A Privy Full of Goat Skulls: The Archaeology of 936 St. Peter Street
Part of The City Beneath the City: Archaeology of New Orleans tour
In 2014, the University of New Orleans was invited to conduct archaeological testing at 936 St. Peter Street while the property was undergoing renovations. Below the surface layer, archaeologists discovered the opening of a privy shaft. The privy was brick-lined with a wood-lined base.
The privy deposit appeared to represent a single, rapid deposition, probably within the time frame of the 1860s. This rapid deposition likely happened at the time of a clean-out and renovation of the rear building, when the use of this privy was abandoned due perhaps to shifting use of the outbuilding. The privy fill contained a significant quantity of typical domestic debris from the mid-nineteenth century: ceramic tablewares, including whiteware, ironstone, and porcelain; chamber pots; glass bottles; and smoking pipes. What stood out most during the excavation of the privy was the abundance of animal remains, especially the number of elements from skulls. When a rough count was taken of the entire assemblage, the privy feature was found to contain a total of 147 Caprine (goat or sheep) skulls.
So, what could explain the heavy presence of goat and/or sheep skulls in the privy feature at 936 St. Peter Street? There are, of course, a number of cuisines in which brains are a delicacy, and dishes, particularly stews, in which goat heads play a prominent role, especially in African and Caribbean cultures. However, certain features of this assemblage taken together with other artifacts from the privy suggest that the faunal assemblage recovered from the privy at 936 St. Peter Street is representative of more than just urban diets.
An analysis of the butchery marks found on faunal material can indicate differences in patterns of faunal utilization. Analysts recorded the number of cuts, chops, fractures, shears, and saw marks present on each bone to determine if there were differences in butchery methods between different species. Most of the bones that were present were utilized as typical food sources and were from the postcranial skeleton. Some of these bones were either sawn or shorn (as with a sharp cleaver), marks that are typically made by a butcher or someone familiar with animal slaughter. However, an inordinate number of the butchery marks present on Caprine remains were indicative of cracking into the skulls to retrieve the brains inside, as evidenced by shearing and chop marks across the back of the skulls.
It is likely that the abundance of goat skulls and their associated butchery patterns represent the production waste from household-level tanning and hide processing, probably for use in fine leather work. Historical documents and ethnohistorical observations note the use of animal brains in the process of hide tanning, particularly when making buckskin. The sheer quantity of goat skulls in relation to other skeletal elements point to the likelihood that the goat brains were being put to a use in manufacturing rather than being consumed.
Some of the other artifacts from the privy also support the connection of the assemblage to leatherwork. An abundance of cuprous metal straight pins, some occurring in clumps corroded together, were found within the privy fill along with thimbles, buttons, and hook and eye fasteners. While these items are not atypical finds at urban sites, their abundance is suggestive. Likewise, household production is suggested by some other artifacts in the assemblage, including knives, folded strap-metal, and a lace bobbin, all of which may be associated with hide production and its associated activities.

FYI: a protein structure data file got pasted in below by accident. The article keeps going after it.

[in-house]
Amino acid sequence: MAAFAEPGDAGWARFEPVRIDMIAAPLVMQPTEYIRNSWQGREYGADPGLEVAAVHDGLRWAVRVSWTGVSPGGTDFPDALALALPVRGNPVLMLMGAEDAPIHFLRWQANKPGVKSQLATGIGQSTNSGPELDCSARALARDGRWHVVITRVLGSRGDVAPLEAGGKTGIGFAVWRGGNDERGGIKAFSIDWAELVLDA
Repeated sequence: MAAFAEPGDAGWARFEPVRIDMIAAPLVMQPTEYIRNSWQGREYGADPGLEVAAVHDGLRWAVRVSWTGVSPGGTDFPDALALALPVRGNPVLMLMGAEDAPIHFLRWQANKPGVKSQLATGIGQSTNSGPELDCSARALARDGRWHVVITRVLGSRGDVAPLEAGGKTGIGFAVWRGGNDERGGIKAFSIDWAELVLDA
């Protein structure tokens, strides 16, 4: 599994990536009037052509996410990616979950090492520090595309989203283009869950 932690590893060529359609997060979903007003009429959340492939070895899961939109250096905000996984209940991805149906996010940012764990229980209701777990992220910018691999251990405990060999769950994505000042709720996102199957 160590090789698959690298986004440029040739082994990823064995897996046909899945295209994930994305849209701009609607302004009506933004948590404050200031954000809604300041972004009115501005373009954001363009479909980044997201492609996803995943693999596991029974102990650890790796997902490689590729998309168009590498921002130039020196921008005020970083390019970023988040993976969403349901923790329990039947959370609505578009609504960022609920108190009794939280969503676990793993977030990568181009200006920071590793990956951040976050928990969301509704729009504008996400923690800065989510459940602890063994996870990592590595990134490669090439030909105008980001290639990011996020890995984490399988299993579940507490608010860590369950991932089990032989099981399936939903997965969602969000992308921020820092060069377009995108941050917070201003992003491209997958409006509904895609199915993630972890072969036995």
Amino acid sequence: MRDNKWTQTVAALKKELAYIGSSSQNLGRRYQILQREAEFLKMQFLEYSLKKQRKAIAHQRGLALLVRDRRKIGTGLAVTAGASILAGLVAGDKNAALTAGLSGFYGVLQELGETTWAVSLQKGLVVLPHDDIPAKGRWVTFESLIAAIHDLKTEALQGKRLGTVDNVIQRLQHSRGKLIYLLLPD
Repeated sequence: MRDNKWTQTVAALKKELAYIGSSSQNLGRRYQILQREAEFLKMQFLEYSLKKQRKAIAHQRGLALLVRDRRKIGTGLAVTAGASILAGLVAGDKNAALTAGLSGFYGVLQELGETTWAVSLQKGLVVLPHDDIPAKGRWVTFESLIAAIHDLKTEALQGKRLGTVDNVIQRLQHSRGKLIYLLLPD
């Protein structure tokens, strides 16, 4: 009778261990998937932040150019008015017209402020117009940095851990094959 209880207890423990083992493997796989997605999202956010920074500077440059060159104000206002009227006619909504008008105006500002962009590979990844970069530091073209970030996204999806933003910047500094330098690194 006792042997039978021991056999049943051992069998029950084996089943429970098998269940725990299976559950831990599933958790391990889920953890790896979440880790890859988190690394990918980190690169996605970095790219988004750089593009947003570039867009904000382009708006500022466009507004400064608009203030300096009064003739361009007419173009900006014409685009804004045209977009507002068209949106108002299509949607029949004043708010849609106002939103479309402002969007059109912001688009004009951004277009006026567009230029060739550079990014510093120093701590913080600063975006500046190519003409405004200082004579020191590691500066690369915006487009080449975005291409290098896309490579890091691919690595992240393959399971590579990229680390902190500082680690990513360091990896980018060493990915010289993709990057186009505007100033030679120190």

The growth of industrialization and urbanization in the late-eighteenth century had far reaching impacts on developing cities. Urban centers, like New Orleans, rapidly became crowded and dirty. Modes of production were centered around the household with production typically taking place within household lots or near the residences of employers. But as the city continued to expand during the nineteenth century, concerns over sanitation and urban waste disposal resulted in the segregation of nuisance industries, such as slaughterhouses and tanneries, to the outskirts of town. Still, small-scale manufacturing persisted, with household-level production only loosely regulated, despite the potential health issues it could generate.
This historical shift from cottage to commercial industry resulting from urban growth provides a lens through which we may interpret the archaeological assemblage at 936 St. Peter Street. This property was a very small urban lot in what had come to be a distinctly residential area by this time, and it is not hard to imagine the foul mess that the work of splitting hundreds of animal skulls and extracting the brains would incur in a residential yard . The noisome byproduct, and likely the complaints from neighboring tenants, may explain the rapid deposition of the privy contents and the renovation of the outbuilding in the 1860s. Perhaps the landlord at 936 St. Peter and/or their neighbors were no longer willing to tolerate a back yard covered in blood and Caprine effluvia. Rather than cleaning out privy contents from this period, the landlord or new residents instead built a completely new outbuilding and privy altogether, burying the putrid cranial decay until archaeological excavations uncovered it a century and a half later.